“This past year has tested every aspect of our public school system. And I want to thank our educators, school nurses, school and district leaders, and every single person who works in our schools. They have met this challenge, and put the needs of their students above their own. I also want to thank the parents, who filled in the gaps and kept their students on track at home, often while juggling remote work of their own. My highest priority as Governor remains the same. We need to ensure our most vulnerable students get the education they need and deserve. Students who are living in poverty. Students who are still learning English.”


“This year laid bare the pain that our brothers and sisters of color suffer across our state and nation. It took away any false sense of comfort we may have allowed ourselves to feel that everyone has equal access to the American Dream. We have much work to do as a state and as a nation. First to heal. But to go beyond healing. To make fundamental changes to a system that for too long has denied the promise of equality and justice for all. This requires a comprehensive approach. To the relationship between law enforcement and communities of color. But also to economic empowerment, education, and issues of diversity and inclusion in the workplace.”


“A critical part of making life better for Delawareans is protecting our environment. Last year, the legislative session was interrupted by the COVID-19 pandemic, as we know. But I made a promise to my friend, and former Senator Harris McDowell. I promised we would put the finishing touch on his legacy here in the legislature and set a Renewable Portfolio Standard this year. And so with your help, we will set a new goal that 40 percent of Delaware’s energy will come from renewable sources by 2035.”


“Over the course of my 30 years in public service, and even during the course of this administration, I have seen government tackle countless, serious and complicated challenges. Nothing – absolutely nothing – compares to the last ten months. There are state employees in every corner of this government who have been asked to solve unimaginable problems, work punishing hours, and put themselves in harm’s way, to help us get through this pandemic.”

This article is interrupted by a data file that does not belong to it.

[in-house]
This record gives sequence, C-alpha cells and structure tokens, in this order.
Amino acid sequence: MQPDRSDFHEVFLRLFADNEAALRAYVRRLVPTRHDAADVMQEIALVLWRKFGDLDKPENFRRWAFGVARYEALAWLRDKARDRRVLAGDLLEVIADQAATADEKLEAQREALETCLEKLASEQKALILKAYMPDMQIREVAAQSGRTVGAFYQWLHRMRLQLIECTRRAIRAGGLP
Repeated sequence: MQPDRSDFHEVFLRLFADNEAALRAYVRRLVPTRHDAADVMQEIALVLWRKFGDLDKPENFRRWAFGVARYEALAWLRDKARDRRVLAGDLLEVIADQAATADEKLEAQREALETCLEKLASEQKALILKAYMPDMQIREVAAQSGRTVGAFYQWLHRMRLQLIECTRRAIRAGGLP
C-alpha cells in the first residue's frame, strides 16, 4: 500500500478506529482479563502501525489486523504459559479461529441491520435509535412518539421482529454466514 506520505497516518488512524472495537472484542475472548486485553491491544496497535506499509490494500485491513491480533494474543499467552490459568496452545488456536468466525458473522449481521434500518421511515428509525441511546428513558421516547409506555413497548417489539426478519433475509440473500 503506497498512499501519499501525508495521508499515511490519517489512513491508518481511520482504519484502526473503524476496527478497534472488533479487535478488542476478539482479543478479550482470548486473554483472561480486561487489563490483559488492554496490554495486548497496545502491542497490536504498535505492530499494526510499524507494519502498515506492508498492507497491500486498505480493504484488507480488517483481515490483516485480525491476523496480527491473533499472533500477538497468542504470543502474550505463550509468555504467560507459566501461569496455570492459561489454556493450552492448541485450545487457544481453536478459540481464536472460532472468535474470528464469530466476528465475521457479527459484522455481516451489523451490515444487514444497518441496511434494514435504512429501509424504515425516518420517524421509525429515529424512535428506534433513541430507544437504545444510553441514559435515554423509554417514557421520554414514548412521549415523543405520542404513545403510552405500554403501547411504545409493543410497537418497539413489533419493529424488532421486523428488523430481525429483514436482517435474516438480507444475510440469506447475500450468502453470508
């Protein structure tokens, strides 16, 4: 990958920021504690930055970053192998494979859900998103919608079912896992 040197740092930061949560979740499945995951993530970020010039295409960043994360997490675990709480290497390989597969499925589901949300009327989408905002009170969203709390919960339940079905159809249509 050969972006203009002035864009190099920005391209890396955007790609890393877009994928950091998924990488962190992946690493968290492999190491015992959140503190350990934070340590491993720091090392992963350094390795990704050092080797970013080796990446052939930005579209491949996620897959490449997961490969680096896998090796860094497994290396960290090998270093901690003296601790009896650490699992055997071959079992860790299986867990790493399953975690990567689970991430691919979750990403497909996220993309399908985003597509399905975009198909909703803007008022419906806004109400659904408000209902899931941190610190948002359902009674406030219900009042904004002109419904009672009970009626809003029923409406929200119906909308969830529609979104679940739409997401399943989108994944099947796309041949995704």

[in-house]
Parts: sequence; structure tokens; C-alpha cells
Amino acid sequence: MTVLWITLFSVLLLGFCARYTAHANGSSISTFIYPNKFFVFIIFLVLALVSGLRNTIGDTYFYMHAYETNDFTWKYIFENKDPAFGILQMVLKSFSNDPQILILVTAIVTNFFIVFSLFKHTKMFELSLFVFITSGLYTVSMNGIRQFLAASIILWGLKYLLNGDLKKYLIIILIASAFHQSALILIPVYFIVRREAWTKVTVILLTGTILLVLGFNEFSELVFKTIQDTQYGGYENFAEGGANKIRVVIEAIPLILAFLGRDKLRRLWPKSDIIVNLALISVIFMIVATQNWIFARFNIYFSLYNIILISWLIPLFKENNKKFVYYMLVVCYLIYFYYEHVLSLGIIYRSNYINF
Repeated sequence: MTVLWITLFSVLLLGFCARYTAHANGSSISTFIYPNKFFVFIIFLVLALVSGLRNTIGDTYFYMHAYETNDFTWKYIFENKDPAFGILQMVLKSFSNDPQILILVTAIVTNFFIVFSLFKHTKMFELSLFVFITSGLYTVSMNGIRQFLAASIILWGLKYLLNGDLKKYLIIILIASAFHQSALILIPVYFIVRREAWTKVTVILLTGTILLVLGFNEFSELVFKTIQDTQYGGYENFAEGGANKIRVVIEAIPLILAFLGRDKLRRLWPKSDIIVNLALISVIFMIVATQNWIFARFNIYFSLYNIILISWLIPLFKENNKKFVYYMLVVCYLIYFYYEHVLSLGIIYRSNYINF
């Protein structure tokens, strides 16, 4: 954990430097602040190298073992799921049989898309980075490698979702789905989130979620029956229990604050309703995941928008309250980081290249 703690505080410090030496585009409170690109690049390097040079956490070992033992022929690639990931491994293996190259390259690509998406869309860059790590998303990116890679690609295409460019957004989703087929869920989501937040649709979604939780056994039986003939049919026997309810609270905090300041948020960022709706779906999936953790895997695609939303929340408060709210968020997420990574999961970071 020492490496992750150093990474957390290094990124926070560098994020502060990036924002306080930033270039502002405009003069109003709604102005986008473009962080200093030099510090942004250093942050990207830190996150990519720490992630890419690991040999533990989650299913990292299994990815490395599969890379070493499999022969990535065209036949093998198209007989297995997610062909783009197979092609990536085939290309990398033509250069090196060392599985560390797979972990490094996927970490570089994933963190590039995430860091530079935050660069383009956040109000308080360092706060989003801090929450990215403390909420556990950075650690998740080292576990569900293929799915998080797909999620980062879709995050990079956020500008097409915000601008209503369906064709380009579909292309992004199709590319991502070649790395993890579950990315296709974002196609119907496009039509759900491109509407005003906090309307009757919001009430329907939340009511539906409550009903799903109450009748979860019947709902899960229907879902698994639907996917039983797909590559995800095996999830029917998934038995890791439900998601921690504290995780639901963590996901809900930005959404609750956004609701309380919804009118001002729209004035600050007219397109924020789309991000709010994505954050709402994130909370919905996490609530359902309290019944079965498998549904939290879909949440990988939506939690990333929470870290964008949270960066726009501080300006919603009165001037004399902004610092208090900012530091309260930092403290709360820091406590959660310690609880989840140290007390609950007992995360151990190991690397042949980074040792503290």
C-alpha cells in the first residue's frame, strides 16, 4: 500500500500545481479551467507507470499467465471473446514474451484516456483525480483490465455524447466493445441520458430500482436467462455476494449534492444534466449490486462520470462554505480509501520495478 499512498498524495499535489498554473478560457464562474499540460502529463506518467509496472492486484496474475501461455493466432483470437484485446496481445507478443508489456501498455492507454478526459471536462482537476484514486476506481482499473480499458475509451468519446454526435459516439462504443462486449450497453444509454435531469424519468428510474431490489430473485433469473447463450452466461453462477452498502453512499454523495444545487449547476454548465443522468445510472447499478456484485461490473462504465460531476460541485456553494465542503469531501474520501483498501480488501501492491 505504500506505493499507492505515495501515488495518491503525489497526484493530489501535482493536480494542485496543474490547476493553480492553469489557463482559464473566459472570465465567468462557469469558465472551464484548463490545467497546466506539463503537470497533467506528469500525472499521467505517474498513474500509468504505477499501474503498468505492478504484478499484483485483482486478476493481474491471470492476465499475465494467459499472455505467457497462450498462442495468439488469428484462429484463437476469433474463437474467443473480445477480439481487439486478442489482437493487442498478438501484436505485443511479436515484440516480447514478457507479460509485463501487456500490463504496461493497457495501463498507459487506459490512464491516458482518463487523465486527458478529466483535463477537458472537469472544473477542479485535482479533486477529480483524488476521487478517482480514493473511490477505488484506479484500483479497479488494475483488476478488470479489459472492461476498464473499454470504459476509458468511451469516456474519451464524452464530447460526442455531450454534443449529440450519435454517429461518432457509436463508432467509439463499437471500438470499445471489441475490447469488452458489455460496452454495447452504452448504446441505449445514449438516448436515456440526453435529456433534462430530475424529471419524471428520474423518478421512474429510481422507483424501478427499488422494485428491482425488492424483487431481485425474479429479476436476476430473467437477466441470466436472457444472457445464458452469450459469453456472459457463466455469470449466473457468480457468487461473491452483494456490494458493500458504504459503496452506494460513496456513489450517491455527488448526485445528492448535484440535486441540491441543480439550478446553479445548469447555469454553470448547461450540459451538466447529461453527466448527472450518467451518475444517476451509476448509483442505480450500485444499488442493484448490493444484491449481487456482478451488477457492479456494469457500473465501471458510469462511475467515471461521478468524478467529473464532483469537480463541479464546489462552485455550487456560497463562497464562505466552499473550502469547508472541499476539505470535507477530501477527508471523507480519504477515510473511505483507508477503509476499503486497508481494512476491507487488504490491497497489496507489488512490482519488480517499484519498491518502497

“One of the most important things we did during this pandemic was safeguard our democracy. With the General Assembly’s help, we allowed mail-in voting for the first time. That meant hundreds of thousands of Delawareans could stay safe from the pandemic, while exercising their right to vote. And I look forward to signing legislation to make mail-in voting a permanent feature of our elections – from school board and town hall elections to the election for the President of the United States. Governments at all levels made it possible for public meetings, hearings and proceedings to be conducted virtually during the pandemic. In many cases it’s made conducting the public’s business more accessible, more transparent, and more efficient. We should all want more people to participate in our democracy – not fewer. So we should work together to make these practices permanent even after the pandemic.”